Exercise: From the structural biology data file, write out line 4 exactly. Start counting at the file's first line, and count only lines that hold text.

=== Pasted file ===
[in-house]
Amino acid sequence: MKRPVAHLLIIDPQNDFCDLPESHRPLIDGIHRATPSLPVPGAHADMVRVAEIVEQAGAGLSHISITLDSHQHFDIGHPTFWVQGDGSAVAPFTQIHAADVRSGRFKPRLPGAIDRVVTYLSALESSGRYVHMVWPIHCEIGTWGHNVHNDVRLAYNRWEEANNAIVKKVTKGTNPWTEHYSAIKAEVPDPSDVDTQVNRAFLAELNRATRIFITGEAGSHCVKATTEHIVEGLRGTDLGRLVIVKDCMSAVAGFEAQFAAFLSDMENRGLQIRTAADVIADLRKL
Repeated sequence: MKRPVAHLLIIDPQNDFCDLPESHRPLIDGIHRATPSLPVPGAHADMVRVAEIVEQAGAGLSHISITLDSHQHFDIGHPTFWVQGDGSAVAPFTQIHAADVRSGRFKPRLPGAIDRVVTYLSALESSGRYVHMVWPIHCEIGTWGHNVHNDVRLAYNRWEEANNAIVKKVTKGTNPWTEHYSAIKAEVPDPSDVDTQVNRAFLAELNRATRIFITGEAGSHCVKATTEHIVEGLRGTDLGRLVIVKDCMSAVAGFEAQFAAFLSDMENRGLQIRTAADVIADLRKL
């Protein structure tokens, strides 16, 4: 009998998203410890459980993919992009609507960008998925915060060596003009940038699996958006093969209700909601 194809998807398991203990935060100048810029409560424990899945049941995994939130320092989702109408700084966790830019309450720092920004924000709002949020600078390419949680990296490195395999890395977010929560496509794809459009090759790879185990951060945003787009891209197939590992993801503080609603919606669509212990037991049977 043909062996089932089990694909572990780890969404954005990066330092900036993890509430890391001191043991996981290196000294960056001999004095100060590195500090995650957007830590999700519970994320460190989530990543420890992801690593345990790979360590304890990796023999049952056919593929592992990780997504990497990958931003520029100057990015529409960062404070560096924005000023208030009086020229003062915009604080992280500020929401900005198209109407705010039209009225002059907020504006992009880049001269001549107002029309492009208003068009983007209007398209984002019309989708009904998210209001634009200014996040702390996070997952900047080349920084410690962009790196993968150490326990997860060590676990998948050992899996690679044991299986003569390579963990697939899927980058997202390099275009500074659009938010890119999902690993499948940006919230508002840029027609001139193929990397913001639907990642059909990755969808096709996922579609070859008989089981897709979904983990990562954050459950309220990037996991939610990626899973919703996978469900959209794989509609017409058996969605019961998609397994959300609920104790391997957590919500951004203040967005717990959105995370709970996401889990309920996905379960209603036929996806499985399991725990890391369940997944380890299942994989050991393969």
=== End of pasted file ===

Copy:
């Protein structure tokens, strides 16, 4: 009998998203410890459980993919992009609507960008998925915060060596003009940038699996958006093969209700909601 194809998807398991203990935060100048810029409560424990899945049941995994939130320092989702109408700084966790830019309450720092920004924000709002949020600078390419949680990296490195395999890395977010929560496509794809459009090759790879185990951060945003787009891209197939590992993801503080609603919606669509212990037991049977 043909062996089932089990694909572990780890969404954005990066330092900036993890509430890391001191043991996981290196000294960056001999004095100060590195500090995650957007830590999700519970994320460190989530990543420890992801690593345990790979360590304890990796023999049952056919593929592992990780997504990497990958931003520029100057990015529409960062404070560096924005000023208030009086020229003062915009604080992280500020929401900005198209109407705010039209009225002059907020504006992009880049001269001549107002029309492009208003068009983007209007398209984002019309989708009904998210209001634009200014996040702390996070997952900047080349920084410690962009790196993968150490326990997860060590676990998948050992899996690679044991299986003569390579963990697939899927980058997202390099275009500074659009938010890119999902690993499948940006919230508002840029027609001139193929990397913001639907990642059909990755969808096709996922579609070859008989089981897709979904983990990562954050459950309220990037996991939610990626899973919703996978469900959209794989509609017409058996969605019961998609397994959300609920104790391997957590919500951004203040967005717990959105995370709970996401889990309920996905379960209603036929996806499985399991725990890391369940997944380890299942994989050991393969």